WASHINGTON BUREAU — A consumer group representative and a law professor today told a Senate panel that they think the federal government should help regulate the insurance industry.
The witnesses appeared before the Senate Banking Committee for a hearing on the state of regulation of insurance, securities and banking.
Sen. Christopher Dodd, D-Conn., chairman of the committee, acknowledged during his opening statement that deciding what to do about insurance regulation is complicated.
“Some have called for federal regulation of insurance, while others strongly defend the current system of state regulation,” Dodd said.
There is a “solid case to be made that state-based regulation of insurance has worked well for more than a century,” Dodd said. “There is also a case to be made that it’s time for a change…. And, even though the insurance industry did not create the economic crisis, like almost every other industry it has been hit hard, and as a result many are calling on us to modernize regulations and reflect the 21st century in which the insurance industry exists.”
Travis Plunkett, legislative director, of the Consumer Federation of America, Washington, testified that the CFA is in the midst of reevaluating its policies regarding insurance regulation, but that the CFA believes that the “federal government should be the solvency/prudential risk regulator for all insurers.”
This federal oversight office would also be a mechanism to monitor any systemic risk. “It is difficult to understand how a systemic regulator could function properly without the sort of understanding gained from total solvency/prudential analysis,” Plunkett said.
But the states should remain in charge of dealing directly with insurance consumers, Plunkett said.
“States handle almost a half million complaints and an additional 3 million requests for information,” he said. “Several states average more insurance inquiries and complaints than the entire federal banking system does.”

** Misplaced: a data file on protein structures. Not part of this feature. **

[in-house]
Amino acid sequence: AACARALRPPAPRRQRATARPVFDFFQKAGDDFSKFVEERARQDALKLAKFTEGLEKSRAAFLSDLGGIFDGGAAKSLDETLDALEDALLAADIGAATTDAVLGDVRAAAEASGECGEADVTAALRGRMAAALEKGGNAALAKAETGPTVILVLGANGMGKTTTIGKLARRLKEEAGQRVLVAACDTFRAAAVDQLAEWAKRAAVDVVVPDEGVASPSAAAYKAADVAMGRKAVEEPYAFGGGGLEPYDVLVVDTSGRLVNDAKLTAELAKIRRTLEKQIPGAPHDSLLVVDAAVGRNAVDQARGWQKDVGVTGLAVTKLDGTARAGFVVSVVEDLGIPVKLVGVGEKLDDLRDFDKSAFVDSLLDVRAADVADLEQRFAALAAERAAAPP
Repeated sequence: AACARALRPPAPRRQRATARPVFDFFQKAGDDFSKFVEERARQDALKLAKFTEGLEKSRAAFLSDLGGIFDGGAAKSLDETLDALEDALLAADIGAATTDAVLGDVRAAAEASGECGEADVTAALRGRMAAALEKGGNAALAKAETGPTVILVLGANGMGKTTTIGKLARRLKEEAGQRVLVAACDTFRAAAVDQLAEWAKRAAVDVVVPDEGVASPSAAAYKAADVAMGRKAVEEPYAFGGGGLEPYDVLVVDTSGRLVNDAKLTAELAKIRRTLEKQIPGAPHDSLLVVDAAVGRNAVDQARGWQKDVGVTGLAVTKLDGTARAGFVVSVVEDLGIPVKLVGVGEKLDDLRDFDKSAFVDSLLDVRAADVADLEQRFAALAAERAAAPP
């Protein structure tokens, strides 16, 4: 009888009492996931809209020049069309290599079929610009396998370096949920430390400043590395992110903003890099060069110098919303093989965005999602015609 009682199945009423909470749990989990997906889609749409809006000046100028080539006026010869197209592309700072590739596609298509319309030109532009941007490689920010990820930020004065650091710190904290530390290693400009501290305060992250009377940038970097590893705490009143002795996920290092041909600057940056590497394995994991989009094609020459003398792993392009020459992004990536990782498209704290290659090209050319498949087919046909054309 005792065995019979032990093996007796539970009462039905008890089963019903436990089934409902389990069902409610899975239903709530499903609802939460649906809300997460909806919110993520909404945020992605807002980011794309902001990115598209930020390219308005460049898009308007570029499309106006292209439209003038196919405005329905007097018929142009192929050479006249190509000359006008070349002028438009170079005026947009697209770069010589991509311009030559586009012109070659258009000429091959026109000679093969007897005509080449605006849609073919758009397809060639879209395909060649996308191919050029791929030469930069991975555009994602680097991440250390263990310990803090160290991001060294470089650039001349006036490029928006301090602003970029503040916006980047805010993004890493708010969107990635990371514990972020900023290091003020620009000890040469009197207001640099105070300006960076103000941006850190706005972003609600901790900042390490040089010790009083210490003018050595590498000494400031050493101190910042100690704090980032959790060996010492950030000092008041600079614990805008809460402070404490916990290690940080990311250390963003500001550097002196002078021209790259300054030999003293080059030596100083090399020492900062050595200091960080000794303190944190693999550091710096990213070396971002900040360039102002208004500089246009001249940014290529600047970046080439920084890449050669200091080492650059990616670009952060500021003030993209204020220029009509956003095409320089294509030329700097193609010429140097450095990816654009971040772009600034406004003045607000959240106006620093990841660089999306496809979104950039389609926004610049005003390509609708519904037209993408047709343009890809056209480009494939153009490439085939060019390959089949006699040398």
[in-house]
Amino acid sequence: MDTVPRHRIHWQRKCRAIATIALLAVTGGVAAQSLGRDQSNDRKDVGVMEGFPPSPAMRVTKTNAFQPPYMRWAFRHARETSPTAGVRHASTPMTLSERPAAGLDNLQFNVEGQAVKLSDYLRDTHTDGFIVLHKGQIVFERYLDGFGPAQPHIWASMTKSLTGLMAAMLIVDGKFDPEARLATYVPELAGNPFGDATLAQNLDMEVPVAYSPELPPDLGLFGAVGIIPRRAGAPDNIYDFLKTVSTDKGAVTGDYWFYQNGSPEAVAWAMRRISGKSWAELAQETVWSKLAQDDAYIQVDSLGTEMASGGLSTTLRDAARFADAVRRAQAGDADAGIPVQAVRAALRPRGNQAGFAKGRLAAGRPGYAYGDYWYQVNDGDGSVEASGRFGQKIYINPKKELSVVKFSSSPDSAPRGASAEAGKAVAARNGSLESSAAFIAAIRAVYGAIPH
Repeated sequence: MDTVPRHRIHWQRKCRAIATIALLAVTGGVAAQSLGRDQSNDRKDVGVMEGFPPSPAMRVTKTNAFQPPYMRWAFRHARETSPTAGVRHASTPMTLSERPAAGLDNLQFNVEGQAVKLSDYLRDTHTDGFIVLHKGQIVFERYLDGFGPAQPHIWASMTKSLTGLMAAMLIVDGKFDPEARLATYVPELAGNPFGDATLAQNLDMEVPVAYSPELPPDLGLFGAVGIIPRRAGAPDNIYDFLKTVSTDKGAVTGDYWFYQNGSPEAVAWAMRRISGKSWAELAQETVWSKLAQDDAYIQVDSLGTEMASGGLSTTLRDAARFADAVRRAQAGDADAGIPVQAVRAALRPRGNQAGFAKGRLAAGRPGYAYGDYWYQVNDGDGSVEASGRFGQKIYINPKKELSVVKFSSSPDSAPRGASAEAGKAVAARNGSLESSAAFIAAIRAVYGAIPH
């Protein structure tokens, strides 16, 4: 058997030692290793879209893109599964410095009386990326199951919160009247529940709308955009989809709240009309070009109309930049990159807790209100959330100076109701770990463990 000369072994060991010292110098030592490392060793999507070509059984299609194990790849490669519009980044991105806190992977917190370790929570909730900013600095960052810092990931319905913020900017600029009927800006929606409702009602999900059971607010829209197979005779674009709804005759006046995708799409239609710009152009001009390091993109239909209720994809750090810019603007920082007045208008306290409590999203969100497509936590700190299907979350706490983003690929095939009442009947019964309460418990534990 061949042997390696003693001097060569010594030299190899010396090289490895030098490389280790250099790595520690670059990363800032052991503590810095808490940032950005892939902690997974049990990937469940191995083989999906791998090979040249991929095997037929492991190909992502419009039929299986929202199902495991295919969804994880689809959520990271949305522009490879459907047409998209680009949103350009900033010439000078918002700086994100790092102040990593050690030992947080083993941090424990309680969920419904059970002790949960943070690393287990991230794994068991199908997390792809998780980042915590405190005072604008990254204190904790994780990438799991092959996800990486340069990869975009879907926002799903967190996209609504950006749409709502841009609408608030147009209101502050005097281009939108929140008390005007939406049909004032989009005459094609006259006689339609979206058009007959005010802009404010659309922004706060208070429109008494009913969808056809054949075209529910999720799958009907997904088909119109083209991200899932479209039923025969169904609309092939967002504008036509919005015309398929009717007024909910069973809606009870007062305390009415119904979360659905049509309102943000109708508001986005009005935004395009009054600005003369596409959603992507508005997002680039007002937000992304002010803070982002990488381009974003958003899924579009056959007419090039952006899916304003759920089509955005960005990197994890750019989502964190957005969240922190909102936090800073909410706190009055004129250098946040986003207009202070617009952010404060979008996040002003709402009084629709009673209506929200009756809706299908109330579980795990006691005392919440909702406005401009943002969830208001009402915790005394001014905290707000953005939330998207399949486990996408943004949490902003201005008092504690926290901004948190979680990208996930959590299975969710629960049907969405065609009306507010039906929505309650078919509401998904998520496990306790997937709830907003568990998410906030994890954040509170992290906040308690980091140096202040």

Hal Scott, a professor of international financial systems at the Harvard University law school, said he supports creating an optional federal charter, which would let insurers choose between state and federal oversight.
The “status quo is undesirable” because “state-based regulation is inefficient,” the current system stifles innovation, and “the fragmented framework puts the insurance industry at a competitive disadvantage with other firms offering the same products,” Scott said.
“We need to create an OFC to remedy these problems, although I acknowledge the political difficulties of doing so,” Scott said.
As the hearing was taking place, a coalition of insurance industry trade groups that support an optional federal charter for insurance sent a letter to Senate Banking Committee leaders urging prompt action on OFC legislation.
The Coalition for Insurance Modernization includes Agents for Change, Washington; the American Bankers Insurance Association, Washington; the American Council of Life Insurers, Washington; the Financial Services Roundtable, Washington; the National Association of Independent Life Brokerage Agencies, Fairfax, Va.; the National Association of Insurance and Financial Advisors, Falls Church, Va.; and several property-casualty groups.
The group says it supports a bill submitted to Capitol Hill last week that would create an Office of National Insurance.
But “our coalition believes that to effectively address gaps in regulation of insurance in a way that would be most beneficial for insurers, reinsurers, producers and most importantly consumers, Congress should also establish an appropriately crafted functional federal regulator for insurance,” the coalition says in its letter.
“While state insurance regulation should remain available for those who choose it, particularly agents who may only do business in a few states, a federal alternative regulator could help spur innovation and competition, increase choice, reduce costs, and provide meaningful and consistent consumer protections,” the coalition says.